Thursday, September 22, 2005

A Few Words about Whim

I like whims. Mostly always have. And now that I care for two small children and a husband, whims have become a necessary part of existence. Though I have found that some days, when things NEED to get done, the whim may be somewhat underappreciated--which is why I feel a need to explain the why. The why of the whim.

But first. In an effort to NOT sound like a whiney, ungrateful stay at home mother who is whining about nothing, I'll say that I am a go-out-of-the-house-mother trying to perform the duties of a SAHM with the help of her sensitive, new age (without the hairdo) husband who does things around the house and likes children and cooks. We own a house--or at least a mortgage. We have a couple of cars. Computer, television, telephone, running water, electricity. I have choices. I have money, more than some, less than some, but enough. People, besides me, love my children and help me with them. My children are healthy. I am healthy. Tad is healthy. Did I say that I have choices?

Choices. There are choices. And then there are choices. This is where whim figures into the discussion. The one that I have with myself while executing duties of motherhood. It goes something like--I am in the mood for something. I don't know what it is, but I know it's something. And then I wait and see. Look and find. Let the whim come to me--so that when both children scream at each other, scream at me and I, unsuccessfully try not to scream at them, all of us loud enough so that the neighbor out for a smoke asks if everything is o.k. I say, "We're going to the art store to buy a canvas." Whim.

The whim says, "Choose me," when faced with screaming or a pile of dishes and a dishwasher (I bow down to it), or a pile of laundry and a washing machine (on knees in worship). The whim says, "Go ahead and do what wants to be done instead of what should be done." And finally, the whim says, "Do it later." Or at least make it interesting when you do get around to doing it. The wiping. The picking. The paying. The cleaning. Choosing to whim is a way of exerting control, I guess, over that which must be done, the predictable. Doing laundry when I want to do it is better than doing laundry when I don't want to do it. So the whim and the conscious, unconscious decision making become a way of not hating what I do, of honoring what I do--honoring the sporadic moments of unfettered love and joy and wonder that do not involve cleaning or water or wiping or spit out food or poop.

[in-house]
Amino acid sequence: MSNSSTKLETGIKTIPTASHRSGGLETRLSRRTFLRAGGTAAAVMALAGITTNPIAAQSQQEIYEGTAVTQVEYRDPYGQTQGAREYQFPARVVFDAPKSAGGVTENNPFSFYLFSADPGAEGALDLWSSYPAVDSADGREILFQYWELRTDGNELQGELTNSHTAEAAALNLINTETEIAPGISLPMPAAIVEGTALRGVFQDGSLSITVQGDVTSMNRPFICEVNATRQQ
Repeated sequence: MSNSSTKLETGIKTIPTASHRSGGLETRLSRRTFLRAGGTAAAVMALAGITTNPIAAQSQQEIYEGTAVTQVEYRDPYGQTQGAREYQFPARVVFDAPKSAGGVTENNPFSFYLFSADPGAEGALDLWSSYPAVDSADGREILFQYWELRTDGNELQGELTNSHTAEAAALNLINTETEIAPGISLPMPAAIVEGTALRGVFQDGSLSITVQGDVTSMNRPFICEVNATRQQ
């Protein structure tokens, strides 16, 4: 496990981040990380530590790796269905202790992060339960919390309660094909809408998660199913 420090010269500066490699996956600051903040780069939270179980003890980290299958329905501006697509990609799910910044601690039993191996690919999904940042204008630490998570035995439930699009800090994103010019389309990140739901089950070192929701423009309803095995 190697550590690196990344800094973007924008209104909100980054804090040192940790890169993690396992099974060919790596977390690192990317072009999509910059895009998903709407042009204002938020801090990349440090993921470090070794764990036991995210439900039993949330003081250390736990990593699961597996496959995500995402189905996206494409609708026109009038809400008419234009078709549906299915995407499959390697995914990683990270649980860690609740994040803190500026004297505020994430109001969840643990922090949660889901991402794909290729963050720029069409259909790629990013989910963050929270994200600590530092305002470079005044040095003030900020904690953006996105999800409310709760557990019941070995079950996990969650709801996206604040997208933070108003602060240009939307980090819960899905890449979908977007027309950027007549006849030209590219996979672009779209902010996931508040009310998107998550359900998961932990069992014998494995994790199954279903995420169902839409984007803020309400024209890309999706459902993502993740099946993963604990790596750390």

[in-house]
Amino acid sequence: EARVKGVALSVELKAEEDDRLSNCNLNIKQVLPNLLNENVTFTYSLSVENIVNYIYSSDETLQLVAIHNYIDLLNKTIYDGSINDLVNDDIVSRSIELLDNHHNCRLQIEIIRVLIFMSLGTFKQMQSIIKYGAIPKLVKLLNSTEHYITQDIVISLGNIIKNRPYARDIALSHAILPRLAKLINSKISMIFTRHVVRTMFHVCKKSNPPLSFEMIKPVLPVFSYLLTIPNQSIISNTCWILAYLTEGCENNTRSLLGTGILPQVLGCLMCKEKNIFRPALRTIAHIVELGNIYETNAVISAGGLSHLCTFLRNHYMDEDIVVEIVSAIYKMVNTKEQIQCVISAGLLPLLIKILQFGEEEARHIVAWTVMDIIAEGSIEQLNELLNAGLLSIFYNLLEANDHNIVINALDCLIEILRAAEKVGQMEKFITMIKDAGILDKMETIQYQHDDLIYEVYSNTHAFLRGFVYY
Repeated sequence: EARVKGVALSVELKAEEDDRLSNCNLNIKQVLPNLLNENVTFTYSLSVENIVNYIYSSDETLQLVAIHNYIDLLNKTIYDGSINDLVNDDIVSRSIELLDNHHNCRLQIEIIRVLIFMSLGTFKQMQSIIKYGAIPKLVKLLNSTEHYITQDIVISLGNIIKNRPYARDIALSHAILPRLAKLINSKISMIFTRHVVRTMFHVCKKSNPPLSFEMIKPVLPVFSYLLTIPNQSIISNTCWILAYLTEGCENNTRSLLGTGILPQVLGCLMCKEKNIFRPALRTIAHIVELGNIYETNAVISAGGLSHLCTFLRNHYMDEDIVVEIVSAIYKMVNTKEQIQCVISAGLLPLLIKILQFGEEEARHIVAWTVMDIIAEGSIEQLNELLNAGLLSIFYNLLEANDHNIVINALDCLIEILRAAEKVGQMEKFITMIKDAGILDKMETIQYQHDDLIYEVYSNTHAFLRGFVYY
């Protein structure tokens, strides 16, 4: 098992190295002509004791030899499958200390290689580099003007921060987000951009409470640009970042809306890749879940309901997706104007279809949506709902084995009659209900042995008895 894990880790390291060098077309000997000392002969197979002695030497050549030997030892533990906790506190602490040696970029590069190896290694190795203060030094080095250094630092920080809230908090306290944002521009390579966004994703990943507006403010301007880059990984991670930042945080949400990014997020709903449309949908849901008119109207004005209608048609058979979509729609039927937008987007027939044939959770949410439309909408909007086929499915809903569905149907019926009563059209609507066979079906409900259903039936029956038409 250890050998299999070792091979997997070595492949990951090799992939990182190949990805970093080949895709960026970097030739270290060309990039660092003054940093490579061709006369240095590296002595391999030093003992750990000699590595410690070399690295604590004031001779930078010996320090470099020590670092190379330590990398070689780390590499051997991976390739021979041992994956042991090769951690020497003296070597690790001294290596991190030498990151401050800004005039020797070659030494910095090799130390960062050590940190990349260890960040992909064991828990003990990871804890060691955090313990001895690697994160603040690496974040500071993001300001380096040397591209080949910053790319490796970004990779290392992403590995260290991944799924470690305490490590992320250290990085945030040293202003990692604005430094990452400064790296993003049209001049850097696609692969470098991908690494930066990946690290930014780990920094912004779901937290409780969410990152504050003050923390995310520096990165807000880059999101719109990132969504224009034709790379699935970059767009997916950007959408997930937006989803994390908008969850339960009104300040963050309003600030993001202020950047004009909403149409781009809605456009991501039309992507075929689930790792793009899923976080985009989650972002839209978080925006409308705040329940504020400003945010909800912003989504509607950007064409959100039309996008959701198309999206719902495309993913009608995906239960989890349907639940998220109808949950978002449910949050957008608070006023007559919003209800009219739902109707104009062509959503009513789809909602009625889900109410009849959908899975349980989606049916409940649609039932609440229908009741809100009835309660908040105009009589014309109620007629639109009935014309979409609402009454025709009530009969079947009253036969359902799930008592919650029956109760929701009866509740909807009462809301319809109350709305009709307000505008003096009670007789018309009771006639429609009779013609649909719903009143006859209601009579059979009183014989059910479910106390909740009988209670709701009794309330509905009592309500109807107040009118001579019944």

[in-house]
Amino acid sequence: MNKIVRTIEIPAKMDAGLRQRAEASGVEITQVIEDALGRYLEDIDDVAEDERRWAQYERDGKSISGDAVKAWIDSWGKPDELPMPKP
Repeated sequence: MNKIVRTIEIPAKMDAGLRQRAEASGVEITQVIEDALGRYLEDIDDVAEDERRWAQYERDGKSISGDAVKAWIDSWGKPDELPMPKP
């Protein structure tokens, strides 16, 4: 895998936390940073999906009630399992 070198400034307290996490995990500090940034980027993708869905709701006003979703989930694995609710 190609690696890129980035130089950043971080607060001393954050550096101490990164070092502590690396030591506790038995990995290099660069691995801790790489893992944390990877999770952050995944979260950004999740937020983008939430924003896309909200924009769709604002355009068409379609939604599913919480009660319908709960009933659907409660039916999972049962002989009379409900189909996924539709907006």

I say whim, not folly, when describing why I buy canvases and buy paint and try to create. Something. Anything. Taking pictures--whimmish. The whim--responsible for a rainbow of yarn bought to knit a vest for Aidan. I blame whim for my saying that I'm going to stay in and then later, deciding to go out and whim is the reason for my leaving the house simply to see what will happen, to see who will happen. The whim is the reason my child, sitting next to me as I write, drops a bowl from the table and breaks it. Whim, of course, an explanation for my spotlessly unclean house (no white glove test here).

And whim, if misinterpreted, misdirected, can become the equivalent of irresponsiblity. But the whim is not irresponsible. The whim is the whim. It is pure. And it is free. It gets the job done. And the follower of the whim, if engaged correctly, doesn't feel guilty or worried or sad about his or her decision to have a whim, but rather feels that this decision, the decision to whim, is the rightest thing. If the whim is irresponsible, the whim follower will suffer the consequences. Don't you worry. Don't you worry.

It doesn't help to worry. Whims get worried by worrying. And the problem is--I need the whim and the whim needs me. It's what keeps me participating. It's what makes me remember. It's what keeps me interested. And it's what makes me forget. It's the whim, the promise of the whim. That keeps me. Here and able and willing.

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